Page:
The Anglosphere Institute

The Anglosphere is more than the sum of all persons who have learned the English language. To be part of the Anglosphere implies the sharing of fundamental customs and values at the core of English-speaking cultures: individualism; rule of law; honoring of convenants; in general, the high-trust characteristics described by Francis Fukuyama in Trust: The Social Virtues and the Creation of Prosperity; and the emphasis on freedom as a political and cultural value. The Anglosphere shares a narrative in which the Magna Carta, Bill of Rights, trial by jury, "innocent until proven guilty," "a man's home is his castle," and "a man's word is his bond" are common themes. Two persons communicating in English but sharing the narrative and assumptions of a different civilization are not necessarily a part of the Anglosphere, unless their values have also been affected by the core values of English-speaking civilization. —The Anglosphere Challenge, pp. 79-80.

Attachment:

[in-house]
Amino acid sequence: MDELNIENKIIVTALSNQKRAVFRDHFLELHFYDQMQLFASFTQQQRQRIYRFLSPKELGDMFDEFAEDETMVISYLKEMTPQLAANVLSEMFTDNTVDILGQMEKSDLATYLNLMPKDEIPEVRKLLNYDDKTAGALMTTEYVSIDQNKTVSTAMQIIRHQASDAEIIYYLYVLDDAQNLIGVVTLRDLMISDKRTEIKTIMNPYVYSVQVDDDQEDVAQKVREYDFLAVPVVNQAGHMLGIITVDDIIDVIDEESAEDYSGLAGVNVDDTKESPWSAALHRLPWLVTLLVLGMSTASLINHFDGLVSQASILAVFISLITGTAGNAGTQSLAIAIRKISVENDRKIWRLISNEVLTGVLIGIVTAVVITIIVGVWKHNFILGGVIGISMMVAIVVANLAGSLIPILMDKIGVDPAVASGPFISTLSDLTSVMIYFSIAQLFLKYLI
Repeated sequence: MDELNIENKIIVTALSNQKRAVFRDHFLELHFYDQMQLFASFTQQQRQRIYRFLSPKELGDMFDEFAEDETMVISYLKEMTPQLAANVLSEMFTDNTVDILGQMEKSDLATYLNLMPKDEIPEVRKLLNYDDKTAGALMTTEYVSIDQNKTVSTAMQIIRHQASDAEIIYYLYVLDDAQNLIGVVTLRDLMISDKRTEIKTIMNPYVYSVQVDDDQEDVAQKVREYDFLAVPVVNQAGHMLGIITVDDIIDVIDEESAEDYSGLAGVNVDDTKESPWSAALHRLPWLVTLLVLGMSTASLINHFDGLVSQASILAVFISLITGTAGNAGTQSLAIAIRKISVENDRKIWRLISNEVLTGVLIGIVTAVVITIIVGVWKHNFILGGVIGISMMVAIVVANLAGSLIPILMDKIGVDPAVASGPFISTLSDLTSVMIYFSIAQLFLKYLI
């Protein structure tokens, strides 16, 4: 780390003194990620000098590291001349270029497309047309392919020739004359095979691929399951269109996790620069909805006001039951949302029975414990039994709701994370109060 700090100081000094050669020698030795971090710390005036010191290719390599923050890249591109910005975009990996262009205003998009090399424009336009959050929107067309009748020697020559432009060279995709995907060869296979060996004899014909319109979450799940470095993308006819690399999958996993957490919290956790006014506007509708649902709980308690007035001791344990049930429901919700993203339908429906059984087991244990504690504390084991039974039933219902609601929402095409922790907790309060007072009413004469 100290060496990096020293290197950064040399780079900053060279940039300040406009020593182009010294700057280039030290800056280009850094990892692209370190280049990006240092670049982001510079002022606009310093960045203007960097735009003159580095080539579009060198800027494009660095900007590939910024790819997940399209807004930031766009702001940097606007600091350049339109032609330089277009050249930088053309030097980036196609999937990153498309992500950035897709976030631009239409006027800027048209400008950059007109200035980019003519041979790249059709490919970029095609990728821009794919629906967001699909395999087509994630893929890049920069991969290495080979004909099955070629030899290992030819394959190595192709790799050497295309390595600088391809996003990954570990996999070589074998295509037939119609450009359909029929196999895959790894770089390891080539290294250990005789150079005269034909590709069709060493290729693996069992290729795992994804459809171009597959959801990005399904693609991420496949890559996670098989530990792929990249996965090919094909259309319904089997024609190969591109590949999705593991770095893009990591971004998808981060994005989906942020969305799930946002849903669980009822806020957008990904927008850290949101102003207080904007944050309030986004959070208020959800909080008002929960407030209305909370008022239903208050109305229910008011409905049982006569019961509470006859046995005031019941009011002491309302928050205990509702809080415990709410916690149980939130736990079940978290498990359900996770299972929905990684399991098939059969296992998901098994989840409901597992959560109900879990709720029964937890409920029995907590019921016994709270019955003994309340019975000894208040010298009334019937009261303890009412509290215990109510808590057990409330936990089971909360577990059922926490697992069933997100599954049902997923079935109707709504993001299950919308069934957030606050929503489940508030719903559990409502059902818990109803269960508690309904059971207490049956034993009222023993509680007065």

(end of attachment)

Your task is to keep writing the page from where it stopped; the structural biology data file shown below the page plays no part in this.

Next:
The Anglosphere Challenge: Why the English-Speaking Nations Will Lead the Way in the Twenty-First Century

The writings of James C. Bennett provide an excellent introduction to the work of The Anglosphere Institute.

An article introducing the concepts of Network Commonwealth and Anglosphere:

A comprehensive introduction, in the form of a book, published October 2004:

An article on network commonwealths and nation states, published in The National Interest, Winter 2003/04

A report on a seminar held at The National Interest, Washington, D.C., April 29, 2004

Articles (more will be added)

Excerpt about the Hanseatic League, from The Anglosphere Challenge

This page is — updated 10 Sep 2016